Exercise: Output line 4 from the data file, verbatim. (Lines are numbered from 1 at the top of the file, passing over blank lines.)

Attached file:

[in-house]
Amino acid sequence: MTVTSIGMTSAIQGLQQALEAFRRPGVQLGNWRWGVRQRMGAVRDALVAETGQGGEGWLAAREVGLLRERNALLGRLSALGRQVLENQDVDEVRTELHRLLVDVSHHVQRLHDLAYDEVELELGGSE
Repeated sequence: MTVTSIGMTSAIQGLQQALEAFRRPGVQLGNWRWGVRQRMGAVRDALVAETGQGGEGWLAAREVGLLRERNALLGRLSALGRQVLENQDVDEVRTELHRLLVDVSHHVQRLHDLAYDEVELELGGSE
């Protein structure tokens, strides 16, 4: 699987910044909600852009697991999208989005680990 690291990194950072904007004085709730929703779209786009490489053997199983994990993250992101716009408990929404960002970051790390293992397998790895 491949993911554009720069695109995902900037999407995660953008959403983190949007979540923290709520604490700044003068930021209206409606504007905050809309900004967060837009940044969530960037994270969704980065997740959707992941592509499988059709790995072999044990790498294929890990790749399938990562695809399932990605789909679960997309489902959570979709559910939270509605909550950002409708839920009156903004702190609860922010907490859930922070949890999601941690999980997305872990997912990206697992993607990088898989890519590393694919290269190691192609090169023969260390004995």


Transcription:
């Protein structure tokens, strides 16, 4: 699987910044909600852009697991999208989005680990 690291990194950072904007004085709730929703779209786009490489053997199983994990993250992101716009408990929404960002970051790390293992397998790895 491949993911554009720069695109995902900037999407995660953008959403983190949007979540923290709520604490700044003068930021209206409606504007905050809309900004967060837009940044969530960037994270969704980065997740959707992941592509499988059709790995072999044990790498294929890990790749399938990562695809399932990605789909679960997309489902959570979709559910939270509605909550950002409708839920009156903004702190609860922010907490859930922070949890999601941690999980997305872990997912990206697992993607990088898989890519590393694919290269190691192609090169023969260390004995």